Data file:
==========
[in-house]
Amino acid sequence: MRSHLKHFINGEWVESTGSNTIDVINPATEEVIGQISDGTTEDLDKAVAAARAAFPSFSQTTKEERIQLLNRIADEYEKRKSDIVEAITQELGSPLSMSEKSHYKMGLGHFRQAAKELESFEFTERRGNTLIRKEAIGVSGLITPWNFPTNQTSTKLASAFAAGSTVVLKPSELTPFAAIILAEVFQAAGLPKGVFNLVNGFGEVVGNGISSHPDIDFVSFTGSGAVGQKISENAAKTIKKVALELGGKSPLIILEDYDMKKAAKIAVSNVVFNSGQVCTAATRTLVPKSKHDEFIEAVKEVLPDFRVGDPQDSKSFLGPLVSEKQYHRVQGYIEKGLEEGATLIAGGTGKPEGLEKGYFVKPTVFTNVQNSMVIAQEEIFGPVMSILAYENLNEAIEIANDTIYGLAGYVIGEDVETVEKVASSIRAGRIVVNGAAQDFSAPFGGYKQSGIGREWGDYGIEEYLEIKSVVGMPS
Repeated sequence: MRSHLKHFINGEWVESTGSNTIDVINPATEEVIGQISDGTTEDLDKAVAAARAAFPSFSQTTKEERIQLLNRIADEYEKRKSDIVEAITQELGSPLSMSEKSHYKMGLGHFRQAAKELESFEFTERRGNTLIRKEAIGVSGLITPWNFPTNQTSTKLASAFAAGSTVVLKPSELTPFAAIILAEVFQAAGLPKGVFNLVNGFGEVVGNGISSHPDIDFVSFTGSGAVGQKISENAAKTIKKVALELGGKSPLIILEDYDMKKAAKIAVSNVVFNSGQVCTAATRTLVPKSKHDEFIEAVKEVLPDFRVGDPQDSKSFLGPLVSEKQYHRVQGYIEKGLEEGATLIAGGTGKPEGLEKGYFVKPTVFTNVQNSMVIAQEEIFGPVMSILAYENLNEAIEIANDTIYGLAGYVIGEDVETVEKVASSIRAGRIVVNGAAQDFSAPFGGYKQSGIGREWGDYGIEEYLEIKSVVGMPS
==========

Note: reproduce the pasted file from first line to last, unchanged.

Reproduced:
[in-house]
Amino acid sequence: MRSHLKHFINGEWVESTGSNTIDVINPATEEVIGQISDGTTEDLDKAVAAARAAFPSFSQTTKEERIQLLNRIADEYEKRKSDIVEAITQELGSPLSMSEKSHYKMGLGHFRQAAKELESFEFTERRGNTLIRKEAIGVSGLITPWNFPTNQTSTKLASAFAAGSTVVLKPSELTPFAAIILAEVFQAAGLPKGVFNLVNGFGEVVGNGISSHPDIDFVSFTGSGAVGQKISENAAKTIKKVALELGGKSPLIILEDYDMKKAAKIAVSNVVFNSGQVCTAATRTLVPKSKHDEFIEAVKEVLPDFRVGDPQDSKSFLGPLVSEKQYHRVQGYIEKGLEEGATLIAGGTGKPEGLEKGYFVKPTVFTNVQNSMVIAQEEIFGPVMSILAYENLNEAIEIANDTIYGLAGYVIGEDVETVEKVASSIRAGRIVVNGAAQDFSAPFGGYKQSGIGREWGDYGIEEYLEIKSVVGMPS
Repeated sequence: MRSHLKHFINGEWVESTGSNTIDVINPATEEVIGQISDGTTEDLDKAVAAARAAFPSFSQTTKEERIQLLNRIADEYEKRKSDIVEAITQELGSPLSMSEKSHYKMGLGHFRQAAKELESFEFTERRGNTLIRKEAIGVSGLITPWNFPTNQTSTKLASAFAAGSTVVLKPSELTPFAAIILAEVFQAAGLPKGVFNLVNGFGEVVGNGISSHPDIDFVSFTGSGAVGQKISENAAKTIKKVALELGGKSPLIILEDYDMKKAAKIAVSNVVFNSGQVCTAATRTLVPKSKHDEFIEAVKEVLPDFRVGDPQDSKSFLGPLVSEKQYHRVQGYIEKGLEEGATLIAGGTGKPEGLEKGYFVKPTVFTNVQNSMVIAQEEIFGPVMSILAYENLNEAIEIANDTIYGLAGYVIGEDVETVEKVASSIRAGRIVVNGAAQDFSAPFGGYKQSGIGREWGDYGIEEYLEIKSVVGMPS